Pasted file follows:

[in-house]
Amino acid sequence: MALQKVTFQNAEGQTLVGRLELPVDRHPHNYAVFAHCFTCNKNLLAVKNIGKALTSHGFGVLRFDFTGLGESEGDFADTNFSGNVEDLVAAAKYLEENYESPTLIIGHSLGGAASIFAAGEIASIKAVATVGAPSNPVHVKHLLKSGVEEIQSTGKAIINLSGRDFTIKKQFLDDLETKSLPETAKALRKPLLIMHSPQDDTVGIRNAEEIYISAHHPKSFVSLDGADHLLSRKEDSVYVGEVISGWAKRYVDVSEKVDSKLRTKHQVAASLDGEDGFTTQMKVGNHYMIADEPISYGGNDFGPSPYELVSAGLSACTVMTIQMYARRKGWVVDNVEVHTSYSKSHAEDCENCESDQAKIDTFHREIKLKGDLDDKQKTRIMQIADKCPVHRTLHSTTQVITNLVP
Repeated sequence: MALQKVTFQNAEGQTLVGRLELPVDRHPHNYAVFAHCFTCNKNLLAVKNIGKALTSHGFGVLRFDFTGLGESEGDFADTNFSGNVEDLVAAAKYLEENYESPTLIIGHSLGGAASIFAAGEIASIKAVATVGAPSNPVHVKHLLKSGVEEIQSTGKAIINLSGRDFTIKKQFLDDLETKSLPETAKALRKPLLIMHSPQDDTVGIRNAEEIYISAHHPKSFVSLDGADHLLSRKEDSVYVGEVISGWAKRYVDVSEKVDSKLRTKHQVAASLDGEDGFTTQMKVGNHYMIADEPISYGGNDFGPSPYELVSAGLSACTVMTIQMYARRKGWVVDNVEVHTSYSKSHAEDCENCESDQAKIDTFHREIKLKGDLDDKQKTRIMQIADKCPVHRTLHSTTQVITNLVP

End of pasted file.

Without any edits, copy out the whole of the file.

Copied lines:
[in-house]
Amino acid sequence: MALQKVTFQNAEGQTLVGRLELPVDRHPHNYAVFAHCFTCNKNLLAVKNIGKALTSHGFGVLRFDFTGLGESEGDFADTNFSGNVEDLVAAAKYLEENYESPTLIIGHSLGGAASIFAAGEIASIKAVATVGAPSNPVHVKHLLKSGVEEIQSTGKAIINLSGRDFTIKKQFLDDLETKSLPETAKALRKPLLIMHSPQDDTVGIRNAEEIYISAHHPKSFVSLDGADHLLSRKEDSVYVGEVISGWAKRYVDVSEKVDSKLRTKHQVAASLDGEDGFTTQMKVGNHYMIADEPISYGGNDFGPSPYELVSAGLSACTVMTIQMYARRKGWVVDNVEVHTSYSKSHAEDCENCESDQAKIDTFHREIKLKGDLDDKQKTRIMQIADKCPVHRTLHSTTQVITNLVP
Repeated sequence: MALQKVTFQNAEGQTLVGRLELPVDRHPHNYAVFAHCFTCNKNLLAVKNIGKALTSHGFGVLRFDFTGLGESEGDFADTNFSGNVEDLVAAAKYLEENYESPTLIIGHSLGGAASIFAAGEIASIKAVATVGAPSNPVHVKHLLKSGVEEIQSTGKAIINLSGRDFTIKKQFLDDLETKSLPETAKALRKPLLIMHSPQDDTVGIRNAEEIYISAHHPKSFVSLDGADHLLSRKEDSVYVGEVISGWAKRYVDVSEKVDSKLRTKHQVAASLDGEDGFTTQMKVGNHYMIADEPISYGGNDFGPSPYELVSAGLSACTVMTIQMYARRKGWVVDNVEVHTSYSKSHAEDCENCESDQAKIDTFHREIKLKGDLDDKQKTRIMQIADKCPVHRTLHSTTQVITNLVP